Love 30 Campaign call for a default 30 km/h in all urban areas in Ireland, in line with several other European nations
Love 30, The Campaign for Lower Speed Limits, calls on the Oireachtas to provide for a default urban speed limit of 30 km/h in the forthcoming Road Traffic (Miscellaneous Provisions) Bill. Ireland was a signatory in February 2020 of the Stockholm Declaration of the Third Global Ministerial Conference on Road Safety, in which paragraph 11 committed to:
“Mandate a maximum road travel speed of 30 km/h in areas where vulnerable road users and vehicles mix in a frequent and planned manner, except where strong evidence exists that higher speeds are safe, noting that efforts to reduce speed in general will have a beneficial impact on air quality and climate change as well as being vital to reduce road traffic deaths and injuries;”
This comes at a time when Meath County Council are currently reviewing 30kph speed limits in relation to Bye Laws affecting Housing Estates across county Meath. Submissions and suggestions from the public and interested groups for housing estates to be considered for inclusion are currently being accepted. Yet Love 30 are calling on the Minister for Transport, Eamon Ryan, and on the Minister of State at the Department of Transport, Hildegarde Naughton, to fulfil the commitment in the Stockholm Declaration by including provision for a default speed limit of 30 km/h in all built-up areas.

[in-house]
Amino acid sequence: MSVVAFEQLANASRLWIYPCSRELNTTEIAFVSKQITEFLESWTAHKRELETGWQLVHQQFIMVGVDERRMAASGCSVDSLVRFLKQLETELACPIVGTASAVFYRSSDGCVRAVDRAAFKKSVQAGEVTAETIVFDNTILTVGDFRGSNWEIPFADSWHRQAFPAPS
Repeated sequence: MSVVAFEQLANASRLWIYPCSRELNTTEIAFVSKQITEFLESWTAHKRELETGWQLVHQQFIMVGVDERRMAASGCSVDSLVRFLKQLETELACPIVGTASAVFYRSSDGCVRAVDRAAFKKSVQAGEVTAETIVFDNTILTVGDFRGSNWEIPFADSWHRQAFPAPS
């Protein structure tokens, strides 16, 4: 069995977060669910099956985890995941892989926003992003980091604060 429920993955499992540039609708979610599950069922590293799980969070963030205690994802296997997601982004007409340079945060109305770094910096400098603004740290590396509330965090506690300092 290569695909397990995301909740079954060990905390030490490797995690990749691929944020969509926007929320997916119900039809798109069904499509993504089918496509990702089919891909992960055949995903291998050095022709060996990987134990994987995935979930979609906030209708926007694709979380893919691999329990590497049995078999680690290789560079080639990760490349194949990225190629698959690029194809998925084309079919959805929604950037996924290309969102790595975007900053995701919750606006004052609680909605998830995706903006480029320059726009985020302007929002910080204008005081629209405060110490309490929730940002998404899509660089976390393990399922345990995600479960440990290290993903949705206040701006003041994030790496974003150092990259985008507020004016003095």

“Ireland needs to move quickly to implement the Stockholm Declaration and introduce default 30 km/h speed limits in all built-up areas”, says Joan Swift of Love 30 Sligo. “We have fallen behind our UK and EU neighbours where 30 km/h is increasingly becoming the norm in town centres and in residential areas. The Welsh Parliament has voted for a 20-mph default urban speed limit and more than a hundred French cities have introduced default 30 km/h limits.”
It will then be for councils to decide which roads should have a different speed limit. A default limit does not prevent a higher limit being introduced where it is deemed necessary and safe, but the ultimate benefit of a low speed limit would be a cleaner environment and improved safety for people walking and cycling while also protecting our right to health and wellbeing. 30 km/h speed limits have long been recognised for the safety benefits they offer and in addition can assist in reducing noise and emissions and can help to make our towns and cities more pleasant places to live, work and play.
Many cities including London (20 mph), Brussels, Milan, Santander, Bilbao, Paris, Washington DC (20 mph), Boulder (Colorado, 20 mph), Wellington, have introduced widespread 30 km/h limits. Several countries are introducing default 30 km/h speed limits in all urban areas including Netherlands, Spain, and Wales (20 mph). Some locations have speed limits as low as 10 km/h. Love 30 believes that Ireland should follow this best international practice and legislate for a default 30 km/h limit in built-up areas.
Mairéad Forsythe of Love 30 Dublin added: “We need 30 km/h speed limits on our residential roads, outside our schools and in the centres of our cities, towns, and villages so that people can move about more safely and enjoy a more people-friendly space. This is more important than ever during COVID-19 restrictions when there has been a surge in the number of people moving about outdoors on foot and by bicycle.”